Morris then adds “an aside that could have afforded little solace to his creditors: ‘That things have gone otherwise I lament, more on account of others than on my own account, for God has blessed me with a disposition of mind that enables me to submit with patient resignation to His dispensations as they regard myself.’”

“Armed with [Morris’s] ‘Account,’ the bankruptcy commission closed its books on December 4 and the claims against Morris were put to rest.”

Morris writes, “My business was finished in the district court without opposition.  I now find myself a free citizen of the United States without one cent that I can call my own.”

Morris’s Contributions to these United States

Regarding Morris’s significance to the Revolution, his biographer explains:

“George Washington . . . stopped by one evening to break bread in Morris’s cell.  It was the last meeting of the two chief architects of America’s improbable Revolution; Washington died in December 1799, with Morris still in prison.”

Morris’s biographer adds these concluding observations.

Morris’s contributions to America’s founding and his “indelible impact on the life of its people.  His secret agents had supplied the armies of the Revolution, his credit had salvaged its finances, and his faction had fashioned its Constitution.”

“More than that, Morris installed his pragmatic, realist, modernist vision of a free people united by the principles of economic self-interest and not by bonds of state or political authority.”

“For better or worse, that is the feature that distinguished American from every other nation established in the New World, and set America on its course to becoming the economic powerhouse we know today.” 

Morris’s Epithet

Morris’s final will and testament closes with this epithet.

  • “I have to express my regret at having lost a very large fortune acquired by honest industry, which I had long hoped and expected to enjoy with my family during my own life and then to distribute amongst those of them that should outlive me.” 
  • Fate has determined otherwise and we must submit to the decree, which I have done with patience and fortitude.”

Robert Morris dies on May 8, 1806.

Conclusion

The enactment of any new law arises from a specific historical context.

The first bankruptcy law of these United States is no exception.  It is enacted a full decade after ratification of the U.S. Constitution, which authorizes Congress to enact such laws.  And it is enacted for a specific purpose of helping extricate Robert Morris, and others like him, from debtors’ prisons.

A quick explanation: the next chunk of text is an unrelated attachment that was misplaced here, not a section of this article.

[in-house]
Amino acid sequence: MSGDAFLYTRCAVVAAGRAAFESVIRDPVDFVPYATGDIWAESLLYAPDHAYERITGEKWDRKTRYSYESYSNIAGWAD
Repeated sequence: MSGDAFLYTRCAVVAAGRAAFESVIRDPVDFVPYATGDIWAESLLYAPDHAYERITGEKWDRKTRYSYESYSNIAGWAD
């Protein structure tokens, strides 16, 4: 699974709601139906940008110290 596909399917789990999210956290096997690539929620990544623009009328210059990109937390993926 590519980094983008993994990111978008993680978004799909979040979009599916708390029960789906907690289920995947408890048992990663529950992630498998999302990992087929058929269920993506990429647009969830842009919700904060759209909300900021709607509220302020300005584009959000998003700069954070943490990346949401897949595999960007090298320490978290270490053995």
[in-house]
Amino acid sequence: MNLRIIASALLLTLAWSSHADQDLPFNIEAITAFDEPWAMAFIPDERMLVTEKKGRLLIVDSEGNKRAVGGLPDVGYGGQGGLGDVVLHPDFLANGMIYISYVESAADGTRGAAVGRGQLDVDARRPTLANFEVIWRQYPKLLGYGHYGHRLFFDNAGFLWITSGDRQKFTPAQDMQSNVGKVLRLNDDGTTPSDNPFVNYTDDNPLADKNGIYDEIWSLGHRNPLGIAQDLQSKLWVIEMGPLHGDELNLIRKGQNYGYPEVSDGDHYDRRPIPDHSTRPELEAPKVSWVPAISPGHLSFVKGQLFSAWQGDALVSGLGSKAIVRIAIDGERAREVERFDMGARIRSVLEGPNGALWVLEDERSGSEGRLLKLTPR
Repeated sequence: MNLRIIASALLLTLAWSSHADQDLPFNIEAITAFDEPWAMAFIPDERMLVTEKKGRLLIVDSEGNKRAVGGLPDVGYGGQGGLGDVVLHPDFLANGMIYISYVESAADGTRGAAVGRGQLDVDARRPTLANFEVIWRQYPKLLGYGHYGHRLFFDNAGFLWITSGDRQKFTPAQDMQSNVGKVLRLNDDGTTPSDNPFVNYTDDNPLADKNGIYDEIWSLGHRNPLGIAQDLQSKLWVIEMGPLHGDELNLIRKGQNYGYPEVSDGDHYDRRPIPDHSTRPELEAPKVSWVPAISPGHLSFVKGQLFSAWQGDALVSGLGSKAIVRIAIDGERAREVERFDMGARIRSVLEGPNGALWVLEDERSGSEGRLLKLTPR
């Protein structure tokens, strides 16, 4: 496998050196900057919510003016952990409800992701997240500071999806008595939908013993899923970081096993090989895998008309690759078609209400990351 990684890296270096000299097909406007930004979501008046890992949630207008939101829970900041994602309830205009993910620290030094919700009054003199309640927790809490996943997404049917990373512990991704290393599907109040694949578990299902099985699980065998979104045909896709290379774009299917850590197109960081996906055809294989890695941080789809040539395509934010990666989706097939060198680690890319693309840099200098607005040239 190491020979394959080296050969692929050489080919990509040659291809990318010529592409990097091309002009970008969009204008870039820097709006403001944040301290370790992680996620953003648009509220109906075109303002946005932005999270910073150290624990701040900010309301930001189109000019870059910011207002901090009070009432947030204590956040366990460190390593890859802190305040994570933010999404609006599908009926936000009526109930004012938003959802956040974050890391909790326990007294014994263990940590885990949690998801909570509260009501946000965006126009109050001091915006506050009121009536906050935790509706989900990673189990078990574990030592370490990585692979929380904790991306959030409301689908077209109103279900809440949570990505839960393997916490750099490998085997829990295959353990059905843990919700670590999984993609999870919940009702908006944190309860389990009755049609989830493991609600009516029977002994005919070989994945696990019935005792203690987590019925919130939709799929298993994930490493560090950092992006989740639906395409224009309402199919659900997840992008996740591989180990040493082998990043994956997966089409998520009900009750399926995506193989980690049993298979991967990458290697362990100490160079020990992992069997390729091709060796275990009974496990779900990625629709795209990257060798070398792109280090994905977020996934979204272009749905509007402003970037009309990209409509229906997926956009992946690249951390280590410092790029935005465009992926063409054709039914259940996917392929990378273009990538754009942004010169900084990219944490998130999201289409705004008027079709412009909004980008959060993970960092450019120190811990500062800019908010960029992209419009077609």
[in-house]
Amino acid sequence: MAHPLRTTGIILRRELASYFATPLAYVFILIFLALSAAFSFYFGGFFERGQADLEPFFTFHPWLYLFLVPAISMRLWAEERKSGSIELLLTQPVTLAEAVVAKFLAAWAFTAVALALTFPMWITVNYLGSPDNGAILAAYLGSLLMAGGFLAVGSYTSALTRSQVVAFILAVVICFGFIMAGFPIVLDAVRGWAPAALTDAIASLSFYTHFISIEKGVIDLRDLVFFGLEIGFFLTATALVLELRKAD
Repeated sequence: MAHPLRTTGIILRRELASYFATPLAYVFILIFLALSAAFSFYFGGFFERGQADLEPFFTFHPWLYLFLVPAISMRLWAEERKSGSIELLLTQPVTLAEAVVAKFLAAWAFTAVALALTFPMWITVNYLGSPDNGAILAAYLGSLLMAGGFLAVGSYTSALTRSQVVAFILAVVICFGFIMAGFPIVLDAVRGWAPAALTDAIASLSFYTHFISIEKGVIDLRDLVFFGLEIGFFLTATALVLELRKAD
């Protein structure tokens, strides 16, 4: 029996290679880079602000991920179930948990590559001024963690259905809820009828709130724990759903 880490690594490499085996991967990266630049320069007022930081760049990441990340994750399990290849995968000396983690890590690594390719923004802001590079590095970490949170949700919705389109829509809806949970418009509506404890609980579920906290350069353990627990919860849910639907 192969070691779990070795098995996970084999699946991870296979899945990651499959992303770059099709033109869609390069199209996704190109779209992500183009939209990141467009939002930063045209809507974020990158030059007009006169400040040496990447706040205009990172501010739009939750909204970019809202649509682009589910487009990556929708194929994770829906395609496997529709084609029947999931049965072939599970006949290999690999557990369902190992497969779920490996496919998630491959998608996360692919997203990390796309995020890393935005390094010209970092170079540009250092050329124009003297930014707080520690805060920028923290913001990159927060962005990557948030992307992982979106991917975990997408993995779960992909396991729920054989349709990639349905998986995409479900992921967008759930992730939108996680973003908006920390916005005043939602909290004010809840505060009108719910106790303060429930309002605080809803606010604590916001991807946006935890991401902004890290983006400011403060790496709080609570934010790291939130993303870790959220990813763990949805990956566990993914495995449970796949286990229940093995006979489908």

Ironically, the occurrence of a Yellow Fever pandemic helped hasten the day of the new law’s enactment.

So today, revisions to current bankruptcy laws are needed.  And the existence of the present pandemic may well hasten the day that many of such reforms are enacted.


Footnote 1. Thomas Cooper, “The bankrupt law of America: Compared with the bankrupt law of England,” at 1 & 37 (1801), published by Making of the Modern Law, Print Edition.

Footnote 2. Unless otherwise noted, the historical information and all quotes in this article are from the last chapter (titled “Ruin”) and Epilogue of the biography of Robert Morris, written by Charles Rappleye: “Robert Morris, Financier of the American Revolution,” at 490-530 (Simon & Schuster, 2010).

** If you find this article of value, please feel free to share. If you’d like to discuss, let me know.

2 thoughts on “First-Ever U.S. Bankruptcy Law — Enacted With A Pandemic’s Help

Add yours

Leave a Reply to mediatbankry Cancel reply

Fill in your details below or click an icon to log in:

WordPress.com Logo

You are commenting using your WordPress.com account. Log Out /  Change )

Google photo

You are commenting using your Google account. Log Out /  Change )

Twitter picture

You are commenting using your Twitter account. Log Out /  Change )

Facebook photo

You are commenting using your Facebook account. Log Out /  Change )

Connecting to %s

Blog at WordPress.com.

Up ↑

%d bloggers like this: